Cue Scarlett O’Hara shambling beaten and ravenous into what’s left of Tara’s gardens. She roots in the dirt for anything, anything to eat. The music swells. Scarlett digs up a radish and tries to devour it raw. She wretches, gathers herself, and declares to a fiery sky that she’ll never go hungry again.
Like other movies turned pop culture shorthand, Gone with the Wind makes common language to talk story mechanics, thank you Margaret Mitchell and Victor Fleming. We all know Scarlett and her arc, how this moment cues her shift in motivations come Act Two. We remember her Big Declaration as alive with viscerals: aglow sky, stripped-bare tree, fingers in dirt, rock-hard radish on the teeth. It’s so vivid in showing Scarlett as character and Tara as place that one might overlook another star of the scene. Why it works. The setting.
Reader and writer lingo often uses place and setting interchangeably. Nope. One is story fact, and the other is literary element. Not a problem, so long as the writer does their job and has both work in concert. And to make sure of that, sometimes it pays to get down to brass tacks–or last radishes.
Place, in fiction, is Scarlett’s physical location. Tara, the vegetable garden. Setting is place in its emotional and cultural context. Tara, in 1864 Georgia, in ruins. And plot has set the setting ablaze. Typhoid has claimed Scarlett’s mother, madness her father, and looters have hauled off everything the family owned–except some green curtains and the odd radish. Down-But-Not-Out Scarlett vows to lie, cheat and kill to overcome her epic reversal of fortune.
Setting frames plot and place, even a story world in a sci-fi or speculative piece. What traditions and politics are in play? How all this help or hinder the characters? What’s the worst thing that can happen in such a world? Take Scarlett, for example. She had life all figured out, never mind any silly old war. Enter that silly old war, the restraints of smart-match marriage traditions, so forth. Before you know it, her heart’s desire Ashley is unattainable (mostly), Atlanta is on fire, Tara is a wreck, and Scarlett is railing to the heavens. In Act One.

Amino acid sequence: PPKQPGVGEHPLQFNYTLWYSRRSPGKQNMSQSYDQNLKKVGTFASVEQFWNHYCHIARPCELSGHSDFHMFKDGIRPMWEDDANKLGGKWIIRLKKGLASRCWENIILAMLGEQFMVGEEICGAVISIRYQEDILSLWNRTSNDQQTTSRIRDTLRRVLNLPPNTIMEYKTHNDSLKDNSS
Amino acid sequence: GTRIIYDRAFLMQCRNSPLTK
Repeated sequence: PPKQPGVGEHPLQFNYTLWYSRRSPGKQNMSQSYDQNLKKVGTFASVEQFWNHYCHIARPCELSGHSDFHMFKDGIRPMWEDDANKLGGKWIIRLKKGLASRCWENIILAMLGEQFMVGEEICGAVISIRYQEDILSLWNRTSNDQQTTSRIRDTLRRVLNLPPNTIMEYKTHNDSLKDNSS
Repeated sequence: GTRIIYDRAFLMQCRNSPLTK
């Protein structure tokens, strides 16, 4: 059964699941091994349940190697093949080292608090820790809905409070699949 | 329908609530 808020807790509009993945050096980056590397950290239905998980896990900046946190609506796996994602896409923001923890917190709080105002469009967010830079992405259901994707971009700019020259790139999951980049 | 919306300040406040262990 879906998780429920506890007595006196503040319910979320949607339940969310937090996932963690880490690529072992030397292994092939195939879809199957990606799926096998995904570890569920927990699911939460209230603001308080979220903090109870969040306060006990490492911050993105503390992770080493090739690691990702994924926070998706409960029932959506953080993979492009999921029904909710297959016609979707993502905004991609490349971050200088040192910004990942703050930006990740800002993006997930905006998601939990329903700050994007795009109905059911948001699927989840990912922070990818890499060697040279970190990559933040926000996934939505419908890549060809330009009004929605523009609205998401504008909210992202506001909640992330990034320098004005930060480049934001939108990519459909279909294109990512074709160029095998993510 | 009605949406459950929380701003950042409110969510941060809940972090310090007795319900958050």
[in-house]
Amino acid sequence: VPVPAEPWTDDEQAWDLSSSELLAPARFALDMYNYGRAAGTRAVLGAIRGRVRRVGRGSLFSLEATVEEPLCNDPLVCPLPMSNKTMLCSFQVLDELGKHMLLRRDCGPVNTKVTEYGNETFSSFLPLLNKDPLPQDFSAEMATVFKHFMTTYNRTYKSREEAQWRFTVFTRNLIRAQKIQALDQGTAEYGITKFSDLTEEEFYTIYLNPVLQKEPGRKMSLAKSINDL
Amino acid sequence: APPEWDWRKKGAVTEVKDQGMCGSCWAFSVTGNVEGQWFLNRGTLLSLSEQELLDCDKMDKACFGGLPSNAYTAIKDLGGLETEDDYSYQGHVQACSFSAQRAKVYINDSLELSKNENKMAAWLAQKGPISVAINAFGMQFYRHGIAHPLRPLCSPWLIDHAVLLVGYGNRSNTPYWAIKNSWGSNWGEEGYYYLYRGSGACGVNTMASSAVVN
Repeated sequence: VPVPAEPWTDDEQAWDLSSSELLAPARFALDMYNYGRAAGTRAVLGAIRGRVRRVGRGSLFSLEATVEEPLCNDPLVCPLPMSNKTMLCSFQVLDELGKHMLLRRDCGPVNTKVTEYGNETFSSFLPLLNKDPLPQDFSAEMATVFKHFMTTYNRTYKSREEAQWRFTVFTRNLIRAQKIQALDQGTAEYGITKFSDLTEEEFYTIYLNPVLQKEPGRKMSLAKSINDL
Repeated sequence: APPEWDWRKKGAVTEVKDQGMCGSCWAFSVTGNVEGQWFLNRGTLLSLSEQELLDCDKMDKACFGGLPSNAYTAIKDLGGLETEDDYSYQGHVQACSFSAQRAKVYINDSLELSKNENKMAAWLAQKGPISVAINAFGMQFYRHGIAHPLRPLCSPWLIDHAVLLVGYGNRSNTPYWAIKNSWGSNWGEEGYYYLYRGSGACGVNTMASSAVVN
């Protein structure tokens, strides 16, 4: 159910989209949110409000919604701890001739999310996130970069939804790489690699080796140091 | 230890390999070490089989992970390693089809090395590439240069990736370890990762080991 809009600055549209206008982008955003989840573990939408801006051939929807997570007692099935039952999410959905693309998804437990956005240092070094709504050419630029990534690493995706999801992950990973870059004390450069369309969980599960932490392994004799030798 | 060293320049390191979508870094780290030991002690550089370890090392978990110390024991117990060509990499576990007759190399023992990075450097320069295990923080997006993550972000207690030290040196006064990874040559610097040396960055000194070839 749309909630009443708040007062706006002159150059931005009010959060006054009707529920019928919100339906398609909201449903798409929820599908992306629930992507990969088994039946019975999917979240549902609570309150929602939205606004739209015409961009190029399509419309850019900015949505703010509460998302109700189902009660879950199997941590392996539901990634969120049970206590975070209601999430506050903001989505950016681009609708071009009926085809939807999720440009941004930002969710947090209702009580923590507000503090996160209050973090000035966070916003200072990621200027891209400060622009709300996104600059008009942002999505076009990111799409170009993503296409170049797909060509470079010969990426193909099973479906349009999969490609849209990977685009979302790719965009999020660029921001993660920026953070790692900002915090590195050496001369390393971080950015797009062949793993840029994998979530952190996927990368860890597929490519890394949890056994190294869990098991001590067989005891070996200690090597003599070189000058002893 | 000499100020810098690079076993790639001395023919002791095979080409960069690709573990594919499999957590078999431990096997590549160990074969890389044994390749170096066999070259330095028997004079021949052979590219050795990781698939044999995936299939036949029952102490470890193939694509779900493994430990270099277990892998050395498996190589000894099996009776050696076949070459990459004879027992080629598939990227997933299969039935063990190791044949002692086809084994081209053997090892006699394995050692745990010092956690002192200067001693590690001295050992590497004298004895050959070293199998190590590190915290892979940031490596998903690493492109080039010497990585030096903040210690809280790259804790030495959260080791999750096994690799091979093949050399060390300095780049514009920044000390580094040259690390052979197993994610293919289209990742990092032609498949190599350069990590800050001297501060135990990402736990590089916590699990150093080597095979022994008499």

Setting even discovers the right place for a scene, on a writer’s good day. Fleming and Mitchell had good days each with the Radish Declaration: have Scarlett change in the plantation fields. In her wrecked world–and broader self-wrecked society–the garden, with its view out over the wrecked plantation, forces with ironic overtones this spoiled O’Hara girl to dig in the dirt like so many there were forced before her. Life was never so fiddle-de-de in the fields, was it? The garden is where she can be reborn, where she can regrow the place, her way.
Nearly a century later, Gone with the Wind is part of the American lexicon. This remains true even with so much injustice to Scarlett’s plantation culture. Scarlett is a legendarily-memorable character, sure, but she’s memorable for how Mitchell and Fleming used her setting to forge a character tested to her dig-in-the-dirt limits. We remember Scarlett because we see where she comes from. When she raises her fist and vows to the sky, we’re damn sure she means business.